Covid-era shopping

I was the designated grocery-shopper for my household In March and April, when Covid numbers were at their highest in Ulster County. Masked, gloved, and extremely stressed out, I scouted stores to ascertain which one followed protocols best. In that establishment, I cried twice at certain sappy songs played on the sound system.

I bulk bought what I could, limiting visits to once every ten days or so. I tried not to be obnoxious with my purchases, which I disinfected in my mudroom for weeks before learning I didn’t need to.

Although I’m accustomed to them now, the aisles empty of toilet paper, tissue, paper towels, and cleaning supplies initially gave me extreme anxiety. Combined with the other stressors most of us shared, the result for me was chest pain. What I immediately surmised was Covid was in fact stress-related, as it has been for me in the past, though my frenzied brain could not recall it. Anyone who suffers from either knows that anxiety or depression can rob one of the ability to accurately perceive the past and/or future.

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I noted early on what was in high demand, back-ordered, etc.: canned soup, meat, pasta, the aforementioned paper products and cleaning supplies. Basically the same stuff that disappears in a weather event, except in the pandemic items would remain gone for weeks.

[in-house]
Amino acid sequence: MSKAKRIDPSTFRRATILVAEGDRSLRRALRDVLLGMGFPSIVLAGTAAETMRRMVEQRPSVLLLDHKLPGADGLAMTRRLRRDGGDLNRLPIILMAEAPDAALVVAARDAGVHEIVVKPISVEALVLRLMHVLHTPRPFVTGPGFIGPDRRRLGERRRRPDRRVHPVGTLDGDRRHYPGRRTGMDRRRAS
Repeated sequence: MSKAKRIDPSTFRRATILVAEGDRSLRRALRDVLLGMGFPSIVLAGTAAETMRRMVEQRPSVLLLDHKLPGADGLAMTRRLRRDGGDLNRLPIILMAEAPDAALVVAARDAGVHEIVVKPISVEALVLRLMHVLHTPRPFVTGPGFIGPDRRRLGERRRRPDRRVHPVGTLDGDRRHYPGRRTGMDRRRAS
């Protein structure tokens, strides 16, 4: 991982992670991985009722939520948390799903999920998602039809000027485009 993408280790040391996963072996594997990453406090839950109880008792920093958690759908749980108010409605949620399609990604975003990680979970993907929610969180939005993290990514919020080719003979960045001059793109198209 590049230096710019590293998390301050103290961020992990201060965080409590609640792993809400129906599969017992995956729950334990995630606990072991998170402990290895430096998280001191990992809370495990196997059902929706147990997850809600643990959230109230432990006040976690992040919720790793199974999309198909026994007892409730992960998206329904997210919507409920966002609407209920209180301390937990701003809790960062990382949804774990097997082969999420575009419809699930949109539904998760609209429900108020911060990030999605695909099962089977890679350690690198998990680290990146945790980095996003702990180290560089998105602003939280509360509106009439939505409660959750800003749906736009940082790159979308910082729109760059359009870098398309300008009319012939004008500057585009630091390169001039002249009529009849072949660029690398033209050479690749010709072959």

Now that I have adjusted, it has occurred to me how first-world my fears and worries were, and are. How the vast majority of citizens of earth would still find Covid-era shopping in Ulster County – the kind that upset me – the height of luxury. A teachable moment for privileged me, which actually helped quell my anxiety a bit. (The summer sun helped, too. And sweating.)

As Ulster County began to open up in June, we needed a new refrigerator, a smallish one to replace the dying Frigidaire we’ve had for a quarter-century and which, we’ve been told, is irreparable. Venturing to Home Depot and Lowe’s and Earl B. Feiden in Kingston, I soon discovered these more compact units were not only sold out – folks had snapped them up for food storage – but that the factories that make them were shut down indefinitely due to the pandemic. Oh, well.

Recently, we received an email that the smallish refrigerator we’d inquired about at Lowe’s some months ago was “back in stock.” Estimated delivery mid-October, though I’m not placing any bets on that. Especially as we subsequently called an actual human at Lowe’s who, to his great credit, did some investigating. According to his data base, the item is actually not in stock, with no indication it will be any time soon.

Why does the Internet tell us differently, we asked? He had no idea. He suggested we talk to the machines, as one does, order it, and cross our fingers.

We did that, of course. We’ve actually been doing that for months on end, sending queries into the digital ether and hoping. It has almost become a reflex.


Read more installments of Village Voices by Robert Burke Warren.